Tuesday, November 1, 2011

Camera traps track Artic predators, and more

Over at the Science Time's Green Blog, conservation biologist Joe Liebezeit shares his work with the Wildlife Conservation Society. In Arctic Alaska, oil drilling platforms and the roads and pipelines connecting them often increase the presence of opportunistic predators, like Arctic foxes and ravens. These animals are attracted to the areas by roadkill and human food waste, and using nooks and crannies under buildings as homes. 

As adorable as baby Arctic foxes are, it's important to track the increase of such predators, as Alaskan wetlands provide breeding and nesting grounds for many different species of birds. In addition to habitat loss, overwhelmingly high numbers of predators near these oil sites can mean bad news for ground-nesting bird species.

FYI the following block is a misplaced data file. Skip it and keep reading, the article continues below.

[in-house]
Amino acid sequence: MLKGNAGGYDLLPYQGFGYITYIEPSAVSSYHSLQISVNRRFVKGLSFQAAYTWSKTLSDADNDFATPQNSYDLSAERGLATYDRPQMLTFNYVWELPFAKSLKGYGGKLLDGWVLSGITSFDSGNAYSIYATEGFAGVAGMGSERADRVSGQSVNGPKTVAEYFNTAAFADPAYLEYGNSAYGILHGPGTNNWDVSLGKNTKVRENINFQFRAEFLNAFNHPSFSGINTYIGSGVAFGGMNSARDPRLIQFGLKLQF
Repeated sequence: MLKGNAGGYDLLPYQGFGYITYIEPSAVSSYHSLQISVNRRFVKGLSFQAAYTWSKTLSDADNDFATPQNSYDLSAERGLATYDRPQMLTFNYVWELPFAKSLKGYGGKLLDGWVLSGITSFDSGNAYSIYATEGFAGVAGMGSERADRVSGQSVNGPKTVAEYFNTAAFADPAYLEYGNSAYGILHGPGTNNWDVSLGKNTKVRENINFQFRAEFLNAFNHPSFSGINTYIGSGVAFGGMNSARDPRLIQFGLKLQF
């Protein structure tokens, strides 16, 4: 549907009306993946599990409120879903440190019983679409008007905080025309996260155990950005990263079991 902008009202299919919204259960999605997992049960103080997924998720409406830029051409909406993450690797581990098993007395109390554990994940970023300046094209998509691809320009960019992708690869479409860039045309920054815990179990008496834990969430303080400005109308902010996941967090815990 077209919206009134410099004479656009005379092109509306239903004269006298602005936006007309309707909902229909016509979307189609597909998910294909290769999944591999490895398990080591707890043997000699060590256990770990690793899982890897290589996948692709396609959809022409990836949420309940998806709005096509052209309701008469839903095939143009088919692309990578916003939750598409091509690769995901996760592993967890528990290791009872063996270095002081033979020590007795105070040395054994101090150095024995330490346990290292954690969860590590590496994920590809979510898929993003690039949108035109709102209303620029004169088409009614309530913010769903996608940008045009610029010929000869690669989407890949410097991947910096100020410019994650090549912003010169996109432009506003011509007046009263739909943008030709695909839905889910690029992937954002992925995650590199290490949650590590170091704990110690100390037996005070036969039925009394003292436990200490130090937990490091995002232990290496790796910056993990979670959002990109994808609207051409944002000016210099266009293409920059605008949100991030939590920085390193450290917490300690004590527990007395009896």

Camera traps are a fantastic aid in tracking predation patterns, and provide some amazing shots (both of species of interest and those less connected to human activity, like snowy owls, and non-predators, such as caribou). So far, the Arctic fox appears to be the most common generalist predator near oilfields, and at another site, Arctic ground squirrels have proved to consume more eggs and chicks than predicted by their primarily vegetarian diet. Check out some camera trap highlights:

Young Arctic foxes at Kuparuk oilfield

Red fox challenging geese


A snowy owl eats a sandpiper egg

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